Usage Discussion of incredulous
Sense 2 was revived in the 20th century after a couple of centuries of disuse. Although it is a sense with good literary precedent—among others Shakespeare used it—many people think it is a result of confusion with incredible, which is still the usual word in this sense.
Examples of incredulous in a sentence
“Afraid not.” I made an expression to show that I was as incredulous about this as he was. —Bill Bryson, I'm a Stranger Here Myself, 1999
A tweed-encased fogey, he's allergic to technology, persnickety about language, and incredulous that anyone could object to his incessant smoking. —John Powers, Vogue, March 1998
He was greeted with incredulous laughter. —Robert M. Hutchins, Center Magazine,, September 1968
… no obstacle, no incredulous or unsafe circumstance … —William Shakespeare, Twelfth Night, 1602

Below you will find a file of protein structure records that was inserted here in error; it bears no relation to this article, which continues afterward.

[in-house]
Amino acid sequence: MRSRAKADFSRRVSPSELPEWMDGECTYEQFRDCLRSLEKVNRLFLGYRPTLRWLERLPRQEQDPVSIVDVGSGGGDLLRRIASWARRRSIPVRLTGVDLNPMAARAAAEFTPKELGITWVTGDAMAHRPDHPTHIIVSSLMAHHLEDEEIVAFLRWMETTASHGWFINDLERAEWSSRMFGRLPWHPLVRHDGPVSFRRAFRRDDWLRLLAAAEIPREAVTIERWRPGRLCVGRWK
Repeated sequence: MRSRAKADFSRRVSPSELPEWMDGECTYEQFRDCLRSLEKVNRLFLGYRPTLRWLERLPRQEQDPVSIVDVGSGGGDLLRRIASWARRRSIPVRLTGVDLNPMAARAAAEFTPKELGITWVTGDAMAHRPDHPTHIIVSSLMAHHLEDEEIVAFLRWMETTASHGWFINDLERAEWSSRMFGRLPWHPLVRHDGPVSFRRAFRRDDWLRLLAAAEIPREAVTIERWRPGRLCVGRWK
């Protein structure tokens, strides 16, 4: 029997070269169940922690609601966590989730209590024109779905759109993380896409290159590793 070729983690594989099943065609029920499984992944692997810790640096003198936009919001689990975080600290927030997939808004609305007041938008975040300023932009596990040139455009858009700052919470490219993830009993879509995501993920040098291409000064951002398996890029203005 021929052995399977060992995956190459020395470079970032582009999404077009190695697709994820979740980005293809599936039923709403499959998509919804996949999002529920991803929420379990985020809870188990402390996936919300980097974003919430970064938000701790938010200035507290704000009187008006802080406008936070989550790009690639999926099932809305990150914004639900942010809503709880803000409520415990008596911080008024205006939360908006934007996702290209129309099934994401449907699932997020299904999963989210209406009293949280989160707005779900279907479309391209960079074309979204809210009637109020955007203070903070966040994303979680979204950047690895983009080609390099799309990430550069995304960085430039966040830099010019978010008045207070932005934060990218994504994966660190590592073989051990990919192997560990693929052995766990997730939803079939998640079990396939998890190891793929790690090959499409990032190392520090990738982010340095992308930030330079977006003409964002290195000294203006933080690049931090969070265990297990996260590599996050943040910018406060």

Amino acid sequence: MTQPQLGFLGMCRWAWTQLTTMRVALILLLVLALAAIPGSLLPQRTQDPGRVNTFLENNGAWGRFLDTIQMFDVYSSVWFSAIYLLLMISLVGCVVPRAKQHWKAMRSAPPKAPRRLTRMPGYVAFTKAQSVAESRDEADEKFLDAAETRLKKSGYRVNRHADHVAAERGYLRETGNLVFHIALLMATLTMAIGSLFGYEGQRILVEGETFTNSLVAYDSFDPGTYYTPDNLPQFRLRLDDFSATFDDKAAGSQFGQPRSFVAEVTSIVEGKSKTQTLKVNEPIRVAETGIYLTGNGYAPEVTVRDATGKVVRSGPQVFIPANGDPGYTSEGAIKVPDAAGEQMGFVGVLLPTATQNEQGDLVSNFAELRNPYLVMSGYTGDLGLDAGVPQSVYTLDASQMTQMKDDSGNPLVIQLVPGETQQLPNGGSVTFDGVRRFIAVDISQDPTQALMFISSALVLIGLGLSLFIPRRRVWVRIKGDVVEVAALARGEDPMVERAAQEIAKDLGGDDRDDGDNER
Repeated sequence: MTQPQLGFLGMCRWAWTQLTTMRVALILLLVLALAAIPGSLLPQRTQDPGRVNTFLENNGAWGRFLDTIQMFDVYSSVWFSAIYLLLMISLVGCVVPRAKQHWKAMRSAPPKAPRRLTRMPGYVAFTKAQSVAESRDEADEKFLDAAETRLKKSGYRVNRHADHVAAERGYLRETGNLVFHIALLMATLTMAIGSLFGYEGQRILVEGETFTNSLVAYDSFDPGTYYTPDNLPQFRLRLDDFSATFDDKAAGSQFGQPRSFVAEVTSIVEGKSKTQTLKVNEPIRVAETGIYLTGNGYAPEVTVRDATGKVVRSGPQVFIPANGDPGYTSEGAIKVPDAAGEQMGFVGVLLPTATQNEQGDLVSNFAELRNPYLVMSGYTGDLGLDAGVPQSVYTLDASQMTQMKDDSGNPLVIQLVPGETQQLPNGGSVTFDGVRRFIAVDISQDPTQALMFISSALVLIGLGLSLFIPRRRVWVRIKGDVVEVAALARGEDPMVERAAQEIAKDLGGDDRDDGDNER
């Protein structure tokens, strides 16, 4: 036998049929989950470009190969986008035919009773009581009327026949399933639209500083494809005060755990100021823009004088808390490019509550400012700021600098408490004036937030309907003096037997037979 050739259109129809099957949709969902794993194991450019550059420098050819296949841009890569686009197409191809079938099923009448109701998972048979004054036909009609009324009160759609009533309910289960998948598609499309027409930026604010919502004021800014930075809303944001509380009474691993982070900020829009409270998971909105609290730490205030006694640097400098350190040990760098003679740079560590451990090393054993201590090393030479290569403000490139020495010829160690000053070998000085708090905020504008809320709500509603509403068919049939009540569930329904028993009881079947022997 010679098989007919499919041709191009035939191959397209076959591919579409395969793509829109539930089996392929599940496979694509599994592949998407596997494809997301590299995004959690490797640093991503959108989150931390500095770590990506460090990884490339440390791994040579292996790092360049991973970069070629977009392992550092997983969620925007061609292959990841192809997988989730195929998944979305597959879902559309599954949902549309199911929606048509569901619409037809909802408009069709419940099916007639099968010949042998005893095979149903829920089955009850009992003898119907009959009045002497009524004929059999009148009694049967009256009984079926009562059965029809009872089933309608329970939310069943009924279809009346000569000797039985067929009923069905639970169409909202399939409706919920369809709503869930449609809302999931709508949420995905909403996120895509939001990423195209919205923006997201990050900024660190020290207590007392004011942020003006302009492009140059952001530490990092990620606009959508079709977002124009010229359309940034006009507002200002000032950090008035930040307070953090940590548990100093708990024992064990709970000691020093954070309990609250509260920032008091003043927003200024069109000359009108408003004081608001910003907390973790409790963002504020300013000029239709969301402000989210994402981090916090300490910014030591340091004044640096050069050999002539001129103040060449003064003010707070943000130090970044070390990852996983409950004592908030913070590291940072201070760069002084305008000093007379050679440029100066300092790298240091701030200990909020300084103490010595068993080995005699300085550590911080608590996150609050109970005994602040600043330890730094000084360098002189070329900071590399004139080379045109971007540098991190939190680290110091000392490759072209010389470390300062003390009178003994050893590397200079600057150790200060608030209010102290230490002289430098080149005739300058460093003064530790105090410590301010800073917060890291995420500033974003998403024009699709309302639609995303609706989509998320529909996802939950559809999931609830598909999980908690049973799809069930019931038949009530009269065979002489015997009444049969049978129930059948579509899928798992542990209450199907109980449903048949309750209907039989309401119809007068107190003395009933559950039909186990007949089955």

She listened to his explanation with an incredulous smile.
He was incredulous at the news.
Many people were incredulous that such a small fire could have caused so much damage.
Origin and Etymology of incredulous
Latin incredulus, from in- + credulus credulous
First Known Use: 1579
INCREDULOUS Defined for English Language Learners
Definition of incredulous for English Language Learners
: not able or willing to believe something : feeling or showing a lack of belief
INCREDULOUS Defined for Kids
Definition of incredulous for Students
: feeling or showing disbelief
Seen and Heard
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